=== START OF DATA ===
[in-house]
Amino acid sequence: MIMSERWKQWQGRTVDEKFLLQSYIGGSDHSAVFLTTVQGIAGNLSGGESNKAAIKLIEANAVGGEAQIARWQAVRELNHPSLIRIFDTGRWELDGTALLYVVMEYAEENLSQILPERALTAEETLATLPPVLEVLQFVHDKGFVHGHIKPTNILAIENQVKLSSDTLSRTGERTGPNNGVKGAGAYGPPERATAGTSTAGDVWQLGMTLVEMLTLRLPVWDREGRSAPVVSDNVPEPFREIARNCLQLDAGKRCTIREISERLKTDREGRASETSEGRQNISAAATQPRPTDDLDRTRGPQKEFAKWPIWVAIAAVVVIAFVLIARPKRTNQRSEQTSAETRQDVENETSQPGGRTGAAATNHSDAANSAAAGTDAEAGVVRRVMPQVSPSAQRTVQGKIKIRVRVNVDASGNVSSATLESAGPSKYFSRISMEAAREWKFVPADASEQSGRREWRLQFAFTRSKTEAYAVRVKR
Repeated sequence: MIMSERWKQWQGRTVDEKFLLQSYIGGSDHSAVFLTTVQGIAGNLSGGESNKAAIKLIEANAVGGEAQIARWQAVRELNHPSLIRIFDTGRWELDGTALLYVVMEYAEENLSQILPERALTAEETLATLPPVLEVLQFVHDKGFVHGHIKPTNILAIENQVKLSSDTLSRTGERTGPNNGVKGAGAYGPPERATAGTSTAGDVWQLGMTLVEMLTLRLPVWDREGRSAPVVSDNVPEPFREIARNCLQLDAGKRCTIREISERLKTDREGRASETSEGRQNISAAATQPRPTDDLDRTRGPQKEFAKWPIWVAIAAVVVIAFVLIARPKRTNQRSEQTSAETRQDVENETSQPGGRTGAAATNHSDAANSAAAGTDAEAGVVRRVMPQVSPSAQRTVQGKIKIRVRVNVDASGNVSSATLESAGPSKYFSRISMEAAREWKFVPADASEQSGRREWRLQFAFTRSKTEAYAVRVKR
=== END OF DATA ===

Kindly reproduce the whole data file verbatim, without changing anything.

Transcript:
[in-house]
Amino acid sequence: MIMSERWKQWQGRTVDEKFLLQSYIGGSDHSAVFLTTVQGIAGNLSGGESNKAAIKLIEANAVGGEAQIARWQAVRELNHPSLIRIFDTGRWELDGTALLYVVMEYAEENLSQILPERALTAEETLATLPPVLEVLQFVHDKGFVHGHIKPTNILAIENQVKLSSDTLSRTGERTGPNNGVKGAGAYGPPERATAGTSTAGDVWQLGMTLVEMLTLRLPVWDREGRSAPVVSDNVPEPFREIARNCLQLDAGKRCTIREISERLKTDREGRASETSEGRQNISAAATQPRPTDDLDRTRGPQKEFAKWPIWVAIAAVVVIAFVLIARPKRTNQRSEQTSAETRQDVENETSQPGGRTGAAATNHSDAANSAAAGTDAEAGVVRRVMPQVSPSAQRTVQGKIKIRVRVNVDASGNVSSATLESAGPSKYFSRISMEAAREWKFVPADASEQSGRREWRLQFAFTRSKTEAYAVRVKR
Repeated sequence: MIMSERWKQWQGRTVDEKFLLQSYIGGSDHSAVFLTTVQGIAGNLSGGESNKAAIKLIEANAVGGEAQIARWQAVRELNHPSLIRIFDTGRWELDGTALLYVVMEYAEENLSQILPERALTAEETLATLPPVLEVLQFVHDKGFVHGHIKPTNILAIENQVKLSSDTLSRTGERTGPNNGVKGAGAYGPPERATAGTSTAGDVWQLGMTLVEMLTLRLPVWDREGRSAPVVSDNVPEPFREIARNCLQLDAGKRCTIREISERLKTDREGRASETSEGRQNISAAATQPRPTDDLDRTRGPQKEFAKWPIWVAIAAVVVIAFVLIARPKRTNQRSEQTSAETRQDVENETSQPGGRTGAAATNHSDAANSAAAGTDAEAGVVRRVMPQVSPSAQRTVQGKIKIRVRVNVDASGNVSSATLESAGPSKYFSRISMEAAREWKFVPADASEQSGRREWRLQFAFTRSKTEAYAVRVKR